The sun sets on another day. Closer to another school at home week. Yes that’s right – no return to the classroom yet. Actually that might not be such a bad thing.

I’ve mentioned this before but I find some of the syllabus just completely baffling.

Hawklad loves History. He really loves History. I’ve never seen him ever find History anything other than awesome. He has a passion for it. Until now. Until the School History Programme. One third of the course is on Crime and Punishment. So far he has spent weeks learning about Jack The Ripper, Victorian violent crime and Capital Punishment. He has months more of this to come.

Yesterday Hawklad said that he was finding this all seriously disturbing. It was making him really anxious and stressed out. A few phrases struck home

“I found some of the images really disturbing.”

Some of the crime descriptions and autopsy details I just can’t get out of my mind.”

It’s putting me off History…..”

This is school history, it’s not criminology, it’s not a Stephen King Horror Novel. I know history will often have to cover really distressing topics but does that really have to include graphic details about a notorious serial killers crimes. Yes they are graphic….. Of all the history in the world to go for and the Authorities had to pick this. I know the Government has a bit of a fetish about Victorian times. They like to hark back to ‘good old’ Victorian Values. Why… Is it about the unrestrained power of the rich that is appealing or is it the downtrodden lifestyles of those without. Maybe it’s those in charge liking the idea of having Victorian punishment regimes at their finger tips. But whatever the reason, do we really have to suck our children’s education into this area as well.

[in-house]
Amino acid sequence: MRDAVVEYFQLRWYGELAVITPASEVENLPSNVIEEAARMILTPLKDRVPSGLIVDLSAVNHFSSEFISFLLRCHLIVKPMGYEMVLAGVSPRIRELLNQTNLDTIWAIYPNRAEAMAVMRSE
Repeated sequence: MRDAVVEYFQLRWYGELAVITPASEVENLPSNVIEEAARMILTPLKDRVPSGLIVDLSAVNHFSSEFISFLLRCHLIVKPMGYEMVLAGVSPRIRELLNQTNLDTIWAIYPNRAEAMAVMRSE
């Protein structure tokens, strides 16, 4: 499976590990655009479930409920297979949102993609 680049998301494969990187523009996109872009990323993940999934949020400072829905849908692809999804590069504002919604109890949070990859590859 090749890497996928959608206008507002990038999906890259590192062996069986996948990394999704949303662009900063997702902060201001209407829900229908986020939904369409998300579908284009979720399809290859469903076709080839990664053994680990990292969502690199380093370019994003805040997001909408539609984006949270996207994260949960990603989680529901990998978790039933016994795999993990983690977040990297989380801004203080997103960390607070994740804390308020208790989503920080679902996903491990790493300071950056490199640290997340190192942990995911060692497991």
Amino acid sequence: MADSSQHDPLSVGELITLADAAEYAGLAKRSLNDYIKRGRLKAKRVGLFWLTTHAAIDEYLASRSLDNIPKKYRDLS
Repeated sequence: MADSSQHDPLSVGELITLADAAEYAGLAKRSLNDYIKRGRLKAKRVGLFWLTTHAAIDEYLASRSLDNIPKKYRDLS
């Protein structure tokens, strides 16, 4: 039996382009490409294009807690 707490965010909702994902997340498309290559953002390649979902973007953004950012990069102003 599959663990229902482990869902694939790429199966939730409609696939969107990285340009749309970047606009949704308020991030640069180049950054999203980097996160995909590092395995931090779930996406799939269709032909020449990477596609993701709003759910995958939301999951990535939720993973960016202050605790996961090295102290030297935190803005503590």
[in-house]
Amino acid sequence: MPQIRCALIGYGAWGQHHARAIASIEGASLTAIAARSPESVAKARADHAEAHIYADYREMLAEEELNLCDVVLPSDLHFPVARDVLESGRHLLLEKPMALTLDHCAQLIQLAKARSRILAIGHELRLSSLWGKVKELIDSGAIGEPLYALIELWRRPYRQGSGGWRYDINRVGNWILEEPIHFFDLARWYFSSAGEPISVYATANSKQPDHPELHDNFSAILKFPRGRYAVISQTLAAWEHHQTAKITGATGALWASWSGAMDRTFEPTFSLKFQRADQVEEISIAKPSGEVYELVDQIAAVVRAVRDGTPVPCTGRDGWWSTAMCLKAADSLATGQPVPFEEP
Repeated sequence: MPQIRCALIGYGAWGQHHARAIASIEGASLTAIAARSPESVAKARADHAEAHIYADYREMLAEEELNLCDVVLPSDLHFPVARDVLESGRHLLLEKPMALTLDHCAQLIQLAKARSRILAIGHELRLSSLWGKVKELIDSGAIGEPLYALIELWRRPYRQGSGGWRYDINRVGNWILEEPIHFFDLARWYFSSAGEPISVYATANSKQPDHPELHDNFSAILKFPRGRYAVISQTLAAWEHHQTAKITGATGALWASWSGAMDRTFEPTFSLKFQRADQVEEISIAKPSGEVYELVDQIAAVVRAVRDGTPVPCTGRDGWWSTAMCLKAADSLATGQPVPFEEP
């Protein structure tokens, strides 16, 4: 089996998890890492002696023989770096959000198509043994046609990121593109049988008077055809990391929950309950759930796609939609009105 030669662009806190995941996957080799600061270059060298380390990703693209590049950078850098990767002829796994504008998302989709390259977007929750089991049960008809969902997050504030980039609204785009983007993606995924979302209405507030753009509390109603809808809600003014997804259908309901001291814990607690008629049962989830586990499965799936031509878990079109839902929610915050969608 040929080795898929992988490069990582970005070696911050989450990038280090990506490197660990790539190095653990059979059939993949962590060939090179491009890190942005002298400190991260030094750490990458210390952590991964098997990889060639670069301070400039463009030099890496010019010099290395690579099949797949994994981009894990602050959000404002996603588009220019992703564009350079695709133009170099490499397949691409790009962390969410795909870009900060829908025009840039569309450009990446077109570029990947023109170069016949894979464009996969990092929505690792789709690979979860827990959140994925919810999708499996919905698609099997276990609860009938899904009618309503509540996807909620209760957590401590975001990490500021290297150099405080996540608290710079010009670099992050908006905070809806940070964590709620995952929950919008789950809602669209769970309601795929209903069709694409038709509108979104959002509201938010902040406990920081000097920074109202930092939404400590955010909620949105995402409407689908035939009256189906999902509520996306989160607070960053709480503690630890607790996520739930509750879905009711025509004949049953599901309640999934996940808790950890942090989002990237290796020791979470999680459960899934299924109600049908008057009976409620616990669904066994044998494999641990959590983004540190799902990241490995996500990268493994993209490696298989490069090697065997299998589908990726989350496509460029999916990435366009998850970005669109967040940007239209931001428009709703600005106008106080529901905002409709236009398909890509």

“It’s putting me of History”. A subject he loves. Not on my watch…..

43 thoughts on “Crime and punishment

      1. That is so disturbing. When our granddaughter was three, she was talking about a teacher at her pre-school. She said ‘I don’t know what is wrong with some people that they can be mean to little kids’. Poor baby knew more when she was three than some people ever do. She has been through all kinds of hell, is about to turn eighteen, and she is still the sweetest kindness person. Hawklad will be fine but chances are those school authorities will never be fit to set a school agenda. 😥